Face short-term memory-related electroencephalographic patterns can differentiate multi- versus single-domain amnestic mild cognitive impairment

Marie-Pierre Deiber, Vicente Ibáñez, François Herrmann, Cristelle Rodriguez, Joan Emch, Pascal Missonnier, Philippe Millet, Gabriel Gold, Panteleimon Giannakopoulos
Journal of Alzheimer's Disease: JAD 2011, 26 (1): 157-69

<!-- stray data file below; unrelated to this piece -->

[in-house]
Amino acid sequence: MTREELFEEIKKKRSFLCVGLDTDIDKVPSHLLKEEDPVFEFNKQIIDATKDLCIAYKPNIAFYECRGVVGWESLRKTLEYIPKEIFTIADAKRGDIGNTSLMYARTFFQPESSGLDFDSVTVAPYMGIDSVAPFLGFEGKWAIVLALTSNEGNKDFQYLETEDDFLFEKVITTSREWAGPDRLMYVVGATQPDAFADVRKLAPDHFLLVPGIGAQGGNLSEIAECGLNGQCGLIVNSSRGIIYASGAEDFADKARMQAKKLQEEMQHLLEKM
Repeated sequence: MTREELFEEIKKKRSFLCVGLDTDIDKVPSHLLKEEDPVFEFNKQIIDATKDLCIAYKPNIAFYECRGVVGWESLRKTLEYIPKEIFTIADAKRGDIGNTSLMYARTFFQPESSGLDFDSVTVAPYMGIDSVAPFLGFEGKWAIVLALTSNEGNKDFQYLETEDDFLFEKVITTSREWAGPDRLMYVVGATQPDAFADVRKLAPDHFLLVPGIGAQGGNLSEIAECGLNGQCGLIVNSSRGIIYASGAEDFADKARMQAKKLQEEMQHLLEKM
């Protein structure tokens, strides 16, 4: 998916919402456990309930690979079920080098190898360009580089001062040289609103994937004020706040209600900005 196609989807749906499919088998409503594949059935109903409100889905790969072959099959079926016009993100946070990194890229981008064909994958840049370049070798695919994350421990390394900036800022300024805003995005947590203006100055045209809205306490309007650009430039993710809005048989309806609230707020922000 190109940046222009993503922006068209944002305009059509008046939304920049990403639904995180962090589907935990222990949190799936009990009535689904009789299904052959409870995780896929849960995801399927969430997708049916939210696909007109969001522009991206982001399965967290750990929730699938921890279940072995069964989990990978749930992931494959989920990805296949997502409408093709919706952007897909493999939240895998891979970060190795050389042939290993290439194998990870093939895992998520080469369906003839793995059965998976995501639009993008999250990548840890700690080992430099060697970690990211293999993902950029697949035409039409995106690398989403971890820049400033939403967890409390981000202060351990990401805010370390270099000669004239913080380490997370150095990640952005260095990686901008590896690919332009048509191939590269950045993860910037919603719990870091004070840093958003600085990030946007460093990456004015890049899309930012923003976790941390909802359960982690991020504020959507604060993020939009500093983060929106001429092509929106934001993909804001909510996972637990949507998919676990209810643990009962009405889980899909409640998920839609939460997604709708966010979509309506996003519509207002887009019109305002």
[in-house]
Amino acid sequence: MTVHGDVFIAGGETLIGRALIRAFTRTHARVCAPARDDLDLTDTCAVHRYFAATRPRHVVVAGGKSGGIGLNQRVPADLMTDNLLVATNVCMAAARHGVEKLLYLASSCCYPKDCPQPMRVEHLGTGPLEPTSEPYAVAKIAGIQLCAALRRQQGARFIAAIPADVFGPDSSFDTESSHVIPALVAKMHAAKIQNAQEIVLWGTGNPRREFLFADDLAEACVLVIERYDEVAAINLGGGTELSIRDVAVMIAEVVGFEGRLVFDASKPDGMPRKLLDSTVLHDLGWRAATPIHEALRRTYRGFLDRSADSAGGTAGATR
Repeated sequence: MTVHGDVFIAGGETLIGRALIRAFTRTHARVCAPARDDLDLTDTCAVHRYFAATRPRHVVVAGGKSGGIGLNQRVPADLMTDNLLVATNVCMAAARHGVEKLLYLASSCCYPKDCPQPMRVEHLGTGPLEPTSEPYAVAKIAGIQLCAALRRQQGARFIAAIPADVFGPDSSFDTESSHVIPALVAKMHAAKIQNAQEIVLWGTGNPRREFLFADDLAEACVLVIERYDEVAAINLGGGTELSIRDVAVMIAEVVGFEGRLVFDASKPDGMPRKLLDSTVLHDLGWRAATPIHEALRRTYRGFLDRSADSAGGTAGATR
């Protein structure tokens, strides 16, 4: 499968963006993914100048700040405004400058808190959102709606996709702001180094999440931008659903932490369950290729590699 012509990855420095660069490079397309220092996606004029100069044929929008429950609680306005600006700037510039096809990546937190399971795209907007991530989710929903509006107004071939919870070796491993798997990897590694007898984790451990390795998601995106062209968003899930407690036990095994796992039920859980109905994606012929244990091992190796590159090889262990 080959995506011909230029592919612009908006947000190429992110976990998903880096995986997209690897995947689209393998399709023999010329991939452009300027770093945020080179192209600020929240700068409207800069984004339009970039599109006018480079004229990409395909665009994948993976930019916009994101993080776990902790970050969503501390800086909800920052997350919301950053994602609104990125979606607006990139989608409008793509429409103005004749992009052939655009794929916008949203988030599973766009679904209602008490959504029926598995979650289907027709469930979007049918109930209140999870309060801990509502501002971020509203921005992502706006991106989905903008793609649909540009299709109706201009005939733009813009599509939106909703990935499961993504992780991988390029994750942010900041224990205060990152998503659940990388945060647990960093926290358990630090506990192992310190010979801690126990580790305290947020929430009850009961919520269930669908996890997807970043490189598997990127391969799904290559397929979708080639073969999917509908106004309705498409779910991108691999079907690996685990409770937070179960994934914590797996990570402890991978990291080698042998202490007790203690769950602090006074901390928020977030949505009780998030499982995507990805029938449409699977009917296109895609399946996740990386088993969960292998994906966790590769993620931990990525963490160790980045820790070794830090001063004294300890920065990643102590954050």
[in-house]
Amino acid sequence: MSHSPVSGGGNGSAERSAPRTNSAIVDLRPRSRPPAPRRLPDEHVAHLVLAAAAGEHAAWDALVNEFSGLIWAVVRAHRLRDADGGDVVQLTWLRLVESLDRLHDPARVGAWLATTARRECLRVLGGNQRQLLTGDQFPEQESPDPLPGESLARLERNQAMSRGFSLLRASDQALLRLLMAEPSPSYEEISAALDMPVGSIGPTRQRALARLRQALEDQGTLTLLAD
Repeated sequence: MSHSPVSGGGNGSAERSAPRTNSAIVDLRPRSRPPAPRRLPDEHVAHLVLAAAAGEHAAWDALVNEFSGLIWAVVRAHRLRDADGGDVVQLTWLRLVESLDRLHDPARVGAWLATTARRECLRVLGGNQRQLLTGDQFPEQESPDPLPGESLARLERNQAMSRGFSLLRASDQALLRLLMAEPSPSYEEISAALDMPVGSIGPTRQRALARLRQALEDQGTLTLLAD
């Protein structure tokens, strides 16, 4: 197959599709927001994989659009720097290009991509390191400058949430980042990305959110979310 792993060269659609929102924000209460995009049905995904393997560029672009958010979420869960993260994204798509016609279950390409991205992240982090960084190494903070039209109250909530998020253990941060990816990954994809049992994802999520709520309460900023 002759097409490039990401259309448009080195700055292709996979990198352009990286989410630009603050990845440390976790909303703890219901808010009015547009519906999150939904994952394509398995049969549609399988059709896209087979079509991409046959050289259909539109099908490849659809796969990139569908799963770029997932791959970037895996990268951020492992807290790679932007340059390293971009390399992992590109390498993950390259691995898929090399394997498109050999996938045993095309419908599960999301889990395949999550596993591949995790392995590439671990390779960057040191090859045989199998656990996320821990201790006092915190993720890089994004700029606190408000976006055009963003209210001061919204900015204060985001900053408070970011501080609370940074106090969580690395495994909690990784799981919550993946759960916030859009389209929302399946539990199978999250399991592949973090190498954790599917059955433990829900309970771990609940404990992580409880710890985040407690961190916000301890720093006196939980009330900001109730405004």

Amnestic mild cognitive impairment (aMCI) is characterized by memory deficits alone (single-domain, sd-aMCI) or associated with other cognitive disabilities (multi-domain, md-aMCI). The present study assessed the patterns of electroencephalographic (EEG) activity during the encoding and retrieval phases of short-term memory in these two aMCI subtypes, to identify potential functional differences according to the neuropsychological profile. Continuous EEG was recorded in 43 aMCI patients, whose 16 sd-aMCI and 27 md-aMCI, and 36 age-matched controls (EC) during delayed match-to-sample tasks for face and letter stimuli. At encoding, attended stimuli elicited parietal alpha (8-12 Hz) power decrease (desynchronization), whereas distracting stimuli were associated with alpha power increase (synchronization) over right central sites. No difference was observed in parietal alpha desynchronization among the three groups. For attended faces, the alpha synchronization underlying suppression of distracting letters was reduced in both aMCI subgroups, but more severely in md-aMCI cases that differed significantly from EC. At retrieval, the early N250r recognition effect was significantly reduced for faces in md-aMCI as compared to both sd-aMCI and EC. The results suggest a differential alteration of working memory cerebral processes for faces in the two aMCI subtypes, face covert recognition processes being specifically altered in md-aMCI.

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